Selected Policies and Practices of School Library Media Programs in Colorado, 1997

The 1997 Survey of School Library Media Centers (LMCs) in Colorado included, for the first time, items about a variety of issues including: LMC development plans, the Colorado Information Literacy Guidelines, policies on materials selection and challenges, and the relationship of the school library media center to the local public library.

LMC Development Plan

  • Seven out of 10 LMCs report having a plan for the development of the library media program.

Information Literacy

  • Eight out of 10 LMCs use the Colorado Information Literacy Guidelines.
  • Of that group, 2 out of 3 use them as part of an integrated curriculum, while the remaining third use them with the library media program alone.

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Technology in School Library Media Centers in Colorado 1997

A first look at 1997 data on school library media centers in Colorado reveals some new insights about the role of technology in Colorado’s school library media programs.

From 1994 to 1997, the number of library media centers (LMCs) making various technologies available to their clients—both teachers and students—increased dramatically.

Highlights:

  • Since 1994, Internet access for students has more than tripled. While only 1 in 6 LMCs provided Internet access for students in 1994, 7 out of 10 provide such access today. While 1 in 5 teachers could access the Internet via their LMC in 1994, 3 out of 4 teachers have such access today. And, practically all of these LMCs provide access to the World Wide Web.
  • In 1994, only 2 out of 5 LMCs provided access to the Access Colorado Library and Information Network (ACLIN). Today, 2 out of 3 LMCs provide such access.

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The Status of School Library Media Centers in Colorado, Neighboring States, and the United States 1993-94

The youngest of the national statistical surveys on libraries is the one for school library media centers. The first installment of this survey, which is scheduled for every 5 years, was conducted during the 1993-94 school year. Some preliminary results have just been published in SASS by State, 1993-94 Schools and Staffing Survey: Selected State Results. Though certainly dated, these results provide some important insights into the status of school library media centers in Colorado. To give those results context, they are also compared here with the results for neighboring states as well as the nation.

Highlights

  • Elementary schools more likely to lack library media specialists.
  • Poorer Colorado schools more likely to have understaffed LMCs, particularly to lack library media specialists.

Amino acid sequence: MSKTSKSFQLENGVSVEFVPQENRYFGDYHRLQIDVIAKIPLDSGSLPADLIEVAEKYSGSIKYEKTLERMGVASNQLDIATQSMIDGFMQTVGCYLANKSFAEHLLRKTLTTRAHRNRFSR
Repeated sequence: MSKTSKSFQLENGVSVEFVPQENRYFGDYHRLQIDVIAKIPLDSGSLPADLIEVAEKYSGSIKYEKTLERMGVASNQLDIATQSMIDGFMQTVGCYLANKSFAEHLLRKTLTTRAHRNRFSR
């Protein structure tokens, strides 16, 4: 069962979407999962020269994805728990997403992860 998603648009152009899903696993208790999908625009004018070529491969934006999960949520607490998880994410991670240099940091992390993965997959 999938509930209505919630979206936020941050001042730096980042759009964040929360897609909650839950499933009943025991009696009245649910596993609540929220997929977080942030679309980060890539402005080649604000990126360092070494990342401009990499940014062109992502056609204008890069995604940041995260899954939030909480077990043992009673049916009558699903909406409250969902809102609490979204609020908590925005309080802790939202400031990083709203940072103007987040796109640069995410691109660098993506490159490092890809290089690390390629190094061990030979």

• Smallest Colorado schools more likely to have understaffed LMCs.
  • Colorado teachers indicate higher awareness of library media specialist’s role in instructional process.

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School Library Media Centers in Colorado: A 1995-96 Status Report

“It was the best of times, it was the worst of times.”

Whoever said it, it could not have been truer of Colorado’s school library media centers (LMCs) in 1996. The 1995-96 school year was another year of dramatic changes associated with the information superhighway, but it was also the second year in a row of alarming LMC staff cuts.

Following is a brief summary of the good news and the bad news about LMCs:

The Good News

  • School libraries really have become multimedia information centers. Almost 28,000 CD-ROM products are available via the state’s LMCs—an increase of more than three and a half times since 1994. Video collections have almost doubled in size during the same period.

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Wages of Colorado Librarians & Library Assistants in Context 1994

If you are a professional librarian or a library assistant, you probably feel like your job is a combination of several other types of jobs, most of which are a lot better paid. Perhaps you are right. Consider the following data excerpted from the Colorado Department of Labor and Employment’s February 1996 publication: Occupational Wages in Colorado: Average Wages for Over 700 Occupations.

In 1994, professional librarians in Colorado earned an average hourly wage of $17.33, while library technicians and assistants averaged $10.75 and $9.20 per hour, respectively. The following tables (see full report) provide context for these figures by ranking average hourly wages of librarians and library assistants with related occupations. Note: OES (Occupational Employment Statistics) codes are included to assist readers in other states in replicating these tables using data from their own state labor departments.

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